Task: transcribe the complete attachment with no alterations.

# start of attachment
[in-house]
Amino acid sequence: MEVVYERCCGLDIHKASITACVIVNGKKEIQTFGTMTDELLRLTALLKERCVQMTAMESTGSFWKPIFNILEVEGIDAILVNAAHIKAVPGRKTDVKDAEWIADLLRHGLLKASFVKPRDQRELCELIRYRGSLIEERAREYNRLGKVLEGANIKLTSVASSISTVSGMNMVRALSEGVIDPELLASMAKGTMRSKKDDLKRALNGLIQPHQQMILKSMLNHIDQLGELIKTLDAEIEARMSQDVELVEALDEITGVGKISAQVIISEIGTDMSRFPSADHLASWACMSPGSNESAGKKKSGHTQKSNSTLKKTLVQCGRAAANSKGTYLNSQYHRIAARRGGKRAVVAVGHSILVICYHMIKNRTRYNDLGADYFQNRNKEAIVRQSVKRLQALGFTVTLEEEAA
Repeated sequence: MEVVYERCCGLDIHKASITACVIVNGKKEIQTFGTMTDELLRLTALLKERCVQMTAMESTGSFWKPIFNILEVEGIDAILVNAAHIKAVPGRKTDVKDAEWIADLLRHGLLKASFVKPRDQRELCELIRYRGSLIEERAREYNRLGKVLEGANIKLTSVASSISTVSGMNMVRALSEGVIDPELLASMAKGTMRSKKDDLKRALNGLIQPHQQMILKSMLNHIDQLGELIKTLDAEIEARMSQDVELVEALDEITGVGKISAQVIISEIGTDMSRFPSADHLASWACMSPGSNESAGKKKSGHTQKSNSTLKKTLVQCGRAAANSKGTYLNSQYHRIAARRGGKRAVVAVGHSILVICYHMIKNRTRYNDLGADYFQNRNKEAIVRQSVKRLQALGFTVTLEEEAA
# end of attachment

[in-house]
Amino acid sequence: MEVVYERCCGLDIHKASITACVIVNGKKEIQTFGTMTDELLRLTALLKERCVQMTAMESTGSFWKPIFNILEVEGIDAILVNAAHIKAVPGRKTDVKDAEWIADLLRHGLLKASFVKPRDQRELCELIRYRGSLIEERAREYNRLGKVLEGANIKLTSVASSISTVSGMNMVRALSEGVIDPELLASMAKGTMRSKKDDLKRALNGLIQPHQQMILKSMLNHIDQLGELIKTLDAEIEARMSQDVELVEALDEITGVGKISAQVIISEIGTDMSRFPSADHLASWACMSPGSNESAGKKKSGHTQKSNSTLKKTLVQCGRAAANSKGTYLNSQYHRIAARRGGKRAVVAVGHSILVICYHMIKNRTRYNDLGADYFQNRNKEAIVRQSVKRLQALGFTVTLEEEAA
Repeated sequence: MEVVYERCCGLDIHKASITACVIVNGKKEIQTFGTMTDELLRLTALLKERCVQMTAMESTGSFWKPIFNILEVEGIDAILVNAAHIKAVPGRKTDVKDAEWIADLLRHGLLKASFVKPRDQRELCELIRYRGSLIEERAREYNRLGKVLEGANIKLTSVASSISTVSGMNMVRALSEGVIDPELLASMAKGTMRSKKDDLKRALNGLIQPHQQMILKSMLNHIDQLGELIKTLDAEIEARMSQDVELVEALDEITGVGKISAQVIISEIGTDMSRFPSADHLASWACMSPGSNESAGKKKSGHTQKSNSTLKKTLVQCGRAAANSKGTYLNSQYHRIAARRGGKRAVVAVGHSILVICYHMIKNRTRYNDLGADYFQNRNKEAIVRQSVKRLQALGFTVTLEEEAA